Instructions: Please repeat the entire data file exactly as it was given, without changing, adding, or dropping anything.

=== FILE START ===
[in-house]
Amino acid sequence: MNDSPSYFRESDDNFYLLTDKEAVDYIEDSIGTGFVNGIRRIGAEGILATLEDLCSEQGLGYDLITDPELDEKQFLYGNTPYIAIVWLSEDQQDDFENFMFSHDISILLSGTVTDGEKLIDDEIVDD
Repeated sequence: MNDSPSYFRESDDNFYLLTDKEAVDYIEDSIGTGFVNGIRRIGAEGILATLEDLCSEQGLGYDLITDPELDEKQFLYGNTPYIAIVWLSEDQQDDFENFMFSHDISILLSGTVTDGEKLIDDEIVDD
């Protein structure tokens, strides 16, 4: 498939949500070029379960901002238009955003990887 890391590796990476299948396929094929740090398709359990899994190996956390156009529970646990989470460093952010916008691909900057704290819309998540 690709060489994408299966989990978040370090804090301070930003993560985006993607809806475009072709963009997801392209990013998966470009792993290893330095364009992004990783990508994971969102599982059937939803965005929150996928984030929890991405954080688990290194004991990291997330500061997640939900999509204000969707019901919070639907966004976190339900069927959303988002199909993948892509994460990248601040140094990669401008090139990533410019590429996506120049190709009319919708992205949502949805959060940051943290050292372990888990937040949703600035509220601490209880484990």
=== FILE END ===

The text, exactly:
[in-house]
Amino acid sequence: MNDSPSYFRESDDNFYLLTDKEAVDYIEDSIGTGFVNGIRRIGAEGILATLEDLCSEQGLGYDLITDPELDEKQFLYGNTPYIAIVWLSEDQQDDFENFMFSHDISILLSGTVTDGEKLIDDEIVDD
Repeated sequence: MNDSPSYFRESDDNFYLLTDKEAVDYIEDSIGTGFVNGIRRIGAEGILATLEDLCSEQGLGYDLITDPELDEKQFLYGNTPYIAIVWLSEDQQDDFENFMFSHDISILLSGTVTDGEKLIDDEIVDD
């Protein structure tokens, strides 16, 4: 498939949500070029379960901002238009955003990887 890391590796990476299948396929094929740090398709359990899994190996956390156009529970646990989470460093952010916008691909900057704290819309998540 690709060489994408299966989990978040370090804090301070930003993560985006993607809806475009072709963009997801392209990013998966470009792993290893330095364009992004990783990508994971969102599982059937939803965005929150996928984030929890991405954080688990290194004991990291997330500061997640939900999509204000969707019901919070639907966004976190339900069927959303988002199909993948892509994460990248601040140094990669401008090139990533410019590429996506120049190709009319919708992205949502949805959060940051943290050292372990888990937040949703600035509220601490209880484990």